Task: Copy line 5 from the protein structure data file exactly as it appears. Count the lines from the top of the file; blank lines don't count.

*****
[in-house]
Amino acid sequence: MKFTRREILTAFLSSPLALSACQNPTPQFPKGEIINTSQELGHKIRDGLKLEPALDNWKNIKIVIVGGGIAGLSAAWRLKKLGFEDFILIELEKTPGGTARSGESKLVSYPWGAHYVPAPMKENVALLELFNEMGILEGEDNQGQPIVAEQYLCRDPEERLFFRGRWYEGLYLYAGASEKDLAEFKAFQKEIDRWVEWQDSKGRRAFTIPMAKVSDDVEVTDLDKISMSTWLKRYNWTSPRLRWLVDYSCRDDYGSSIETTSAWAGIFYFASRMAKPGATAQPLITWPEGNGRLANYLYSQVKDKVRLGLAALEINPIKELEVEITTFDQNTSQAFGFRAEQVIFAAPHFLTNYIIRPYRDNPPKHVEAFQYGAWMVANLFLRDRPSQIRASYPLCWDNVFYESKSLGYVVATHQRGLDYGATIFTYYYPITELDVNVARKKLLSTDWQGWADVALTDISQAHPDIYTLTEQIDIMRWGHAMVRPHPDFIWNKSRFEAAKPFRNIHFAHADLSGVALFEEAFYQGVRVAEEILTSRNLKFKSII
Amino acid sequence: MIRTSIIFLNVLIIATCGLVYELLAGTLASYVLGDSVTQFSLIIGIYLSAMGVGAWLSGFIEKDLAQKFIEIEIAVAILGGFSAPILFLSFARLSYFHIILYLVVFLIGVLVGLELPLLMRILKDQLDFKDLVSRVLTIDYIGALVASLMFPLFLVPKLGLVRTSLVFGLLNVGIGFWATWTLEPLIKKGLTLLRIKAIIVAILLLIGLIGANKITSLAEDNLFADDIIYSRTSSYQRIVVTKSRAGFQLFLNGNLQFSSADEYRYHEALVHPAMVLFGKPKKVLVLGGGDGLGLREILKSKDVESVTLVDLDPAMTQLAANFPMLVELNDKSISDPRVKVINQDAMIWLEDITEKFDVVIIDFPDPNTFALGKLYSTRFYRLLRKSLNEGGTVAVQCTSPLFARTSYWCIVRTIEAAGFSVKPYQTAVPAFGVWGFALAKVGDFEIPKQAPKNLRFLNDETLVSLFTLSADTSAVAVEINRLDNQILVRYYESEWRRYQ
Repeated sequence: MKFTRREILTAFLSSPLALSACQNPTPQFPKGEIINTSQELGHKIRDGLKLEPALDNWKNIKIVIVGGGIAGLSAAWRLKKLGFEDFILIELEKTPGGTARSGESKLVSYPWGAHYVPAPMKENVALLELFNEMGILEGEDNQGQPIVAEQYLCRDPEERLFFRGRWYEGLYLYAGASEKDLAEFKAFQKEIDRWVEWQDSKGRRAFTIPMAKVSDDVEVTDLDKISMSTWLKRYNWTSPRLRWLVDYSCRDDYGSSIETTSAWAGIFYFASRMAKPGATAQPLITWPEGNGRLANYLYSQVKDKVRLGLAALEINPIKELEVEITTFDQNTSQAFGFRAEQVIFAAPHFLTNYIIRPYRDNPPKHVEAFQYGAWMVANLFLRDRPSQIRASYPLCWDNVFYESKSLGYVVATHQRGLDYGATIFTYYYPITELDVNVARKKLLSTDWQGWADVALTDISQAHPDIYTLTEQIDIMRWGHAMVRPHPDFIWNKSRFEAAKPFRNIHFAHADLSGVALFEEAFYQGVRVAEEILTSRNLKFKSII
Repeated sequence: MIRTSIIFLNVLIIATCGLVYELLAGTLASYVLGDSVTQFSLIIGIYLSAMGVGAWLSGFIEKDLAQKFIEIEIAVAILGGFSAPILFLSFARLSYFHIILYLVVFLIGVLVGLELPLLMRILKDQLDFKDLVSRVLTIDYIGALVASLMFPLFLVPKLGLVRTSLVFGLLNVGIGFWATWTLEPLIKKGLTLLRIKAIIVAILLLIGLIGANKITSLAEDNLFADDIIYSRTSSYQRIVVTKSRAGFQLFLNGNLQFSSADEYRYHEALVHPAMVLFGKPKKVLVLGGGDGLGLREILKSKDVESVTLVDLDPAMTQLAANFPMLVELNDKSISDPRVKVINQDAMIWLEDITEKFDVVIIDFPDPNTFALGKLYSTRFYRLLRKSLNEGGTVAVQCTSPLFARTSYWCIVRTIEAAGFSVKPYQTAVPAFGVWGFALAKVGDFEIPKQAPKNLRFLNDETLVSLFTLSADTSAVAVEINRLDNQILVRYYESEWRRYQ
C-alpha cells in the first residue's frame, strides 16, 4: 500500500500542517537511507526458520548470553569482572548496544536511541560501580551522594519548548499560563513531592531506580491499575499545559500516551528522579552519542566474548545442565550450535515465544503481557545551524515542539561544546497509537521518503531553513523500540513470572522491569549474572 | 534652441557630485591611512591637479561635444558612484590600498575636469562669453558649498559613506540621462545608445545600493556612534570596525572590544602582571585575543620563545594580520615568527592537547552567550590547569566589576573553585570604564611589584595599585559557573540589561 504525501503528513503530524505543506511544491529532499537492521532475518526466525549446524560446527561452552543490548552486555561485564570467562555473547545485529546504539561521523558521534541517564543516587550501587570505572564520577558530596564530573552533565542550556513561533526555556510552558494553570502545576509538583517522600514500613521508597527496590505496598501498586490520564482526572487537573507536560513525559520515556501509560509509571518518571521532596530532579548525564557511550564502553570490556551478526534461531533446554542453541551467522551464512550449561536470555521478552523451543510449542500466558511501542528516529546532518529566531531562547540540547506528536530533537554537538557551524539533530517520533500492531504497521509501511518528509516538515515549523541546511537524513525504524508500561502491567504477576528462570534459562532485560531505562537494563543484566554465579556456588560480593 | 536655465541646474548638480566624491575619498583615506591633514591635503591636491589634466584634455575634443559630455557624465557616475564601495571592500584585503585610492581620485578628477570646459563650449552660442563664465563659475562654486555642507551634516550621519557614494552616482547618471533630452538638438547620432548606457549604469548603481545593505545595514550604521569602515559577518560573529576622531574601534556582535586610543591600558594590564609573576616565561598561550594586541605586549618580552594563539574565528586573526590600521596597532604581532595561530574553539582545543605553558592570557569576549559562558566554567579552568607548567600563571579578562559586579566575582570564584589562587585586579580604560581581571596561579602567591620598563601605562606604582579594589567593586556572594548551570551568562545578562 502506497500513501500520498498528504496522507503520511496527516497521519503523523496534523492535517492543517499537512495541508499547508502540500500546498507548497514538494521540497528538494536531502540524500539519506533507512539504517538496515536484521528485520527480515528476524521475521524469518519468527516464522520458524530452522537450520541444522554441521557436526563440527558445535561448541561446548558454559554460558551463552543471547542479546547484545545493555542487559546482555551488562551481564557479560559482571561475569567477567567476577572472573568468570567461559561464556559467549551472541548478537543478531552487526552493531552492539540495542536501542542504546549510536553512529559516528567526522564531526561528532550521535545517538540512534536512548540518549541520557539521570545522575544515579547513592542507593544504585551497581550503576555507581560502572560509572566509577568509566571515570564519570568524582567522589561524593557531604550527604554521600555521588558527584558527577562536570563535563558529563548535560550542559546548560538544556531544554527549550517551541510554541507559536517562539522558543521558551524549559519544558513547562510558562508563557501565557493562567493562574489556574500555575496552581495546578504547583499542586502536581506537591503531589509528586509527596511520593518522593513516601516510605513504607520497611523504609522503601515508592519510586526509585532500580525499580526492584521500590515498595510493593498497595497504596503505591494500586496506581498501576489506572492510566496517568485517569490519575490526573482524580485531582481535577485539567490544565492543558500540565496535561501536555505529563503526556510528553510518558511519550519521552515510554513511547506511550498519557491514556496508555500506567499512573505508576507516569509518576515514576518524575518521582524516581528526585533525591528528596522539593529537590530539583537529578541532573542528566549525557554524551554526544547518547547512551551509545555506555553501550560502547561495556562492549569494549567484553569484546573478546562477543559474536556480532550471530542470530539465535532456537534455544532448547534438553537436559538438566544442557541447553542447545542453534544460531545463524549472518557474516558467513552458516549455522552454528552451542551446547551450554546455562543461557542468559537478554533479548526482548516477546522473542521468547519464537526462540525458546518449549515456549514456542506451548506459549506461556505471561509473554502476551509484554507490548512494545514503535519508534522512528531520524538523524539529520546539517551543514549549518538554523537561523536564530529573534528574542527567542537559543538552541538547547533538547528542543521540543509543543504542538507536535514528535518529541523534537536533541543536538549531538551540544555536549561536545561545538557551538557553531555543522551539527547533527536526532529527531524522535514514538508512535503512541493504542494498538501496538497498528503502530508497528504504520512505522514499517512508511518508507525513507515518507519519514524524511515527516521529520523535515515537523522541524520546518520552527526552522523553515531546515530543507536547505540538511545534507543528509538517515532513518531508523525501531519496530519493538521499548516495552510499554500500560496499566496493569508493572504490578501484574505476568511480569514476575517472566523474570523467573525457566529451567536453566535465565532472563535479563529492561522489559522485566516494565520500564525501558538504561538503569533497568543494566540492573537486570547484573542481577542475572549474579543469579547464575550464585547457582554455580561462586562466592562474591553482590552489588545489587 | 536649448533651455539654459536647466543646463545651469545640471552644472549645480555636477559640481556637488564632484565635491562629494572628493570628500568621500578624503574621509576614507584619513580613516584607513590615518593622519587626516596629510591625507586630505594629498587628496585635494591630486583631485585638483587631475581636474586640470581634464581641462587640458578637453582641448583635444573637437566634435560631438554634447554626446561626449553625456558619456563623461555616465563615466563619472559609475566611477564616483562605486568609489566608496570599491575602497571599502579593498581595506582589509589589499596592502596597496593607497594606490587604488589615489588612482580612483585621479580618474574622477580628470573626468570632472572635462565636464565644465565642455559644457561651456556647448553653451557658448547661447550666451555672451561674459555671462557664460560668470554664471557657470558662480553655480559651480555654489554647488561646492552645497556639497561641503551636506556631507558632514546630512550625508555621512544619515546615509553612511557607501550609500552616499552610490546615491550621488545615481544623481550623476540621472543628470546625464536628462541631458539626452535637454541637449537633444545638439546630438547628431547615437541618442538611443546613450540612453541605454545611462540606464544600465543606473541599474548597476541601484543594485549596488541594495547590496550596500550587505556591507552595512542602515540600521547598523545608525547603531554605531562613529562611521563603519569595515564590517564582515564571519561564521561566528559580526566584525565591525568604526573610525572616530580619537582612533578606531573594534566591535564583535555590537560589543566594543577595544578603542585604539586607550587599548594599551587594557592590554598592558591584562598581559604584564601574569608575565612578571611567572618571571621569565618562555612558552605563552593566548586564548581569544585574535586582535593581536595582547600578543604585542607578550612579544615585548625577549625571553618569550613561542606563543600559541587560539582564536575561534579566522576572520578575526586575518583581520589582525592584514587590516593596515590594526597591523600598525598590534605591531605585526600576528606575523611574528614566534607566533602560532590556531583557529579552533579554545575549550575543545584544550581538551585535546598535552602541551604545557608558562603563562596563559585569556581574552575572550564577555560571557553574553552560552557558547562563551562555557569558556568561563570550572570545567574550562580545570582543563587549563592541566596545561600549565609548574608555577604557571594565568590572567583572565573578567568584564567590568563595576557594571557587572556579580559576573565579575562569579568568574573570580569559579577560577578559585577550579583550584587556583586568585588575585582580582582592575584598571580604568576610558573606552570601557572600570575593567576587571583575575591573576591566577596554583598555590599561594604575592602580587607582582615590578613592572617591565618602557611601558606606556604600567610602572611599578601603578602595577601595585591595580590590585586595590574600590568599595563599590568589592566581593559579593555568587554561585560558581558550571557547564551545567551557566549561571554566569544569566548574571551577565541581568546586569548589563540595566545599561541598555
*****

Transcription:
Repeated sequence: MIRTSIIFLNVLIIATCGLVYELLAGTLASYVLGDSVTQFSLIIGIYLSAMGVGAWLSGFIEKDLAQKFIEIEIAVAILGGFSAPILFLSFARLSYFHIILYLVVFLIGVLVGLELPLLMRILKDQLDFKDLVSRVLTIDYIGALVASLMFPLFLVPKLGLVRTSLVFGLLNVGIGFWATWTLEPLIKKGLTLLRIKAIIVAILLLIGLIGANKITSLAEDNLFADDIIYSRTSSYQRIVVTKSRAGFQLFLNGNLQFSSADEYRYHEALVHPAMVLFGKPKKVLVLGGGDGLGLREILKSKDVESVTLVDLDPAMTQLAANFPMLVELNDKSISDPRVKVINQDAMIWLEDITEKFDVVIIDFPDPNTFALGKLYSTRFYRLLRKSLNEGGTVAVQCTSPLFARTSYWCIVRTIEAAGFSVKPYQTAVPAFGVWGFALAKVGDFEIPKQAPKNLRFLNDETLVSLFTLSADTSAVAVEINRLDNQILVRYYESEWRRYQ